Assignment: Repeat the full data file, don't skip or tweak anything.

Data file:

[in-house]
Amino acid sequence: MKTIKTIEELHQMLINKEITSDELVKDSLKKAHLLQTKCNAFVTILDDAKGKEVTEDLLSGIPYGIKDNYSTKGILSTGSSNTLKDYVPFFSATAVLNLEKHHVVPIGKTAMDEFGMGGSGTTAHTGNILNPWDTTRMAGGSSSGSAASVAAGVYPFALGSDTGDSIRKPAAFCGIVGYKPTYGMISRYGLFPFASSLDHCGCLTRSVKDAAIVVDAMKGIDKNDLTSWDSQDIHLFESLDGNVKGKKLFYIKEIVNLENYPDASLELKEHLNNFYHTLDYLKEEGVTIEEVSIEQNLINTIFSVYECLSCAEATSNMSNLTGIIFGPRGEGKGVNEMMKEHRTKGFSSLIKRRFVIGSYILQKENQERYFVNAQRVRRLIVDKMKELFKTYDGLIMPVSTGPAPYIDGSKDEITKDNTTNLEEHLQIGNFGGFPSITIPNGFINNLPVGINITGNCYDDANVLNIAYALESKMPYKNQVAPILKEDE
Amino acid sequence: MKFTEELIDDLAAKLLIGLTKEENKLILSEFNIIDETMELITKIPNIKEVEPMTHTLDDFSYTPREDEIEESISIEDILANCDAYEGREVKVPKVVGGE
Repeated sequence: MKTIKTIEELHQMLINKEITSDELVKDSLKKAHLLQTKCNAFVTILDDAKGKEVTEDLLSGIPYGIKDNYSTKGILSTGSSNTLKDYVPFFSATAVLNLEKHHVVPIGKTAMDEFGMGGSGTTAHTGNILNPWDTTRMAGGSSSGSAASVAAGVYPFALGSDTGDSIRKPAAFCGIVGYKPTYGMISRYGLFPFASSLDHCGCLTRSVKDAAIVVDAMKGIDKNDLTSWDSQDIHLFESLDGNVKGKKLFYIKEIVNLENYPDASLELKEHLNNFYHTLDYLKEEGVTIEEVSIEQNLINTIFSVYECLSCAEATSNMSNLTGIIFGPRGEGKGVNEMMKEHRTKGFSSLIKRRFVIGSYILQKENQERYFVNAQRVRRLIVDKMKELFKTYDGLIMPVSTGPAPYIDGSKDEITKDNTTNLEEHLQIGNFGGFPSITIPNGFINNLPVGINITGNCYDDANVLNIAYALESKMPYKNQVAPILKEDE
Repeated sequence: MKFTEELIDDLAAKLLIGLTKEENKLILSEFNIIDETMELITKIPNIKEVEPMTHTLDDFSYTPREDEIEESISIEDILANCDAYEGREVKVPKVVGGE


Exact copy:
[in-house]
Amino acid sequence: MKTIKTIEELHQMLINKEITSDELVKDSLKKAHLLQTKCNAFVTILDDAKGKEVTEDLLSGIPYGIKDNYSTKGILSTGSSNTLKDYVPFFSATAVLNLEKHHVVPIGKTAMDEFGMGGSGTTAHTGNILNPWDTTRMAGGSSSGSAASVAAGVYPFALGSDTGDSIRKPAAFCGIVGYKPTYGMISRYGLFPFASSLDHCGCLTRSVKDAAIVVDAMKGIDKNDLTSWDSQDIHLFESLDGNVKGKKLFYIKEIVNLENYPDASLELKEHLNNFYHTLDYLKEEGVTIEEVSIEQNLINTIFSVYECLSCAEATSNMSNLTGIIFGPRGEGKGVNEMMKEHRTKGFSSLIKRRFVIGSYILQKENQERYFVNAQRVRRLIVDKMKELFKTYDGLIMPVSTGPAPYIDGSKDEITKDNTTNLEEHLQIGNFGGFPSITIPNGFINNLPVGINITGNCYDDANVLNIAYALESKMPYKNQVAPILKEDE
Amino acid sequence: MKFTEELIDDLAAKLLIGLTKEENKLILSEFNIIDETMELITKIPNIKEVEPMTHTLDDFSYTPREDEIEESISIEDILANCDAYEGREVKVPKVVGGE
Repeated sequence: MKTIKTIEELHQMLINKEITSDELVKDSLKKAHLLQTKCNAFVTILDDAKGKEVTEDLLSGIPYGIKDNYSTKGILSTGSSNTLKDYVPFFSATAVLNLEKHHVVPIGKTAMDEFGMGGSGTTAHTGNILNPWDTTRMAGGSSSGSAASVAAGVYPFALGSDTGDSIRKPAAFCGIVGYKPTYGMISRYGLFPFASSLDHCGCLTRSVKDAAIVVDAMKGIDKNDLTSWDSQDIHLFESLDGNVKGKKLFYIKEIVNLENYPDASLELKEHLNNFYHTLDYLKEEGVTIEEVSIEQNLINTIFSVYECLSCAEATSNMSNLTGIIFGPRGEGKGVNEMMKEHRTKGFSSLIKRRFVIGSYILQKENQERYFVNAQRVRRLIVDKMKELFKTYDGLIMPVSTGPAPYIDGSKDEITKDNTTNLEEHLQIGNFGGFPSITIPNGFINNLPVGINITGNCYDDANVLNIAYALESKMPYKNQVAPILKEDE
Repeated sequence: MKFTEELIDDLAAKLLIGLTKEENKLILSEFNIIDETMELITKIPNIKEVEPMTHTLDDFSYTPREDEIEESISIEDILANCDAYEGREVKVPKVVGGE